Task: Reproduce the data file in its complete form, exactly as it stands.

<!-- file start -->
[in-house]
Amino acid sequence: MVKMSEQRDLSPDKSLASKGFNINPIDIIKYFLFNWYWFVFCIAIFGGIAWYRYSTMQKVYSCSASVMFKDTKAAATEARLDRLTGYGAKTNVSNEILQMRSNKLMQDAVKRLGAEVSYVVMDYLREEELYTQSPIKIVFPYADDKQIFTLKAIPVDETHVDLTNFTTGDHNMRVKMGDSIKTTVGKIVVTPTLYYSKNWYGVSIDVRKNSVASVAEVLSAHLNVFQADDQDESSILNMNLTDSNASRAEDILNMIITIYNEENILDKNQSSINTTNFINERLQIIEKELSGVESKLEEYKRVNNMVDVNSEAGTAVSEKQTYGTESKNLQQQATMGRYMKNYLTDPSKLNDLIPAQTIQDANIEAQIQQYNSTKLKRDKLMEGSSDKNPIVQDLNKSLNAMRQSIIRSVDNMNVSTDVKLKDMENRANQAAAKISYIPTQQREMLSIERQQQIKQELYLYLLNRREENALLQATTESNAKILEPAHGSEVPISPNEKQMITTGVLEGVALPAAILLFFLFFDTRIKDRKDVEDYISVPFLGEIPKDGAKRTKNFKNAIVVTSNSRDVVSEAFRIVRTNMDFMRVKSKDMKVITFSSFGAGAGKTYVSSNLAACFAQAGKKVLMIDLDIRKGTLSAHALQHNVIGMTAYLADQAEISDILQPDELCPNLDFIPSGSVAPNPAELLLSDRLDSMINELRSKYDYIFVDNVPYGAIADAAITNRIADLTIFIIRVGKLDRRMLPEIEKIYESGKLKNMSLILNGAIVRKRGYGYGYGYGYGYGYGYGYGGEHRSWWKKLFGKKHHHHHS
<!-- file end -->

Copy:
[in-house]
Amino acid sequence: MVKMSEQRDLSPDKSLASKGFNINPIDIIKYFLFNWYWFVFCIAIFGGIAWYRYSTMQKVYSCSASVMFKDTKAAATEARLDRLTGYGAKTNVSNEILQMRSNKLMQDAVKRLGAEVSYVVMDYLREEELYTQSPIKIVFPYADDKQIFTLKAIPVDETHVDLTNFTTGDHNMRVKMGDSIKTTVGKIVVTPTLYYSKNWYGVSIDVRKNSVASVAEVLSAHLNVFQADDQDESSILNMNLTDSNASRAEDILNMIITIYNEENILDKNQSSINTTNFINERLQIIEKELSGVESKLEEYKRVNNMVDVNSEAGTAVSEKQTYGTESKNLQQQATMGRYMKNYLTDPSKLNDLIPAQTIQDANIEAQIQQYNSTKLKRDKLMEGSSDKNPIVQDLNKSLNAMRQSIIRSVDNMNVSTDVKLKDMENRANQAAAKISYIPTQQREMLSIERQQQIKQELYLYLLNRREENALLQATTESNAKILEPAHGSEVPISPNEKQMITTGVLEGVALPAAILLFFLFFDTRIKDRKDVEDYISVPFLGEIPKDGAKRTKNFKNAIVVTSNSRDVVSEAFRIVRTNMDFMRVKSKDMKVITFSSFGAGAGKTYVSSNLAACFAQAGKKVLMIDLDIRKGTLSAHALQHNVIGMTAYLADQAEISDILQPDELCPNLDFIPSGSVAPNPAELLLSDRLDSMINELRSKYDYIFVDNVPYGAIADAAITNRIADLTIFIIRVGKLDRRMLPEIEKIYESGKLKNMSLILNGAIVRKRGYGYGYGYGYGYGYGYGYGGEHRSWWKKLFGKKHHHHHS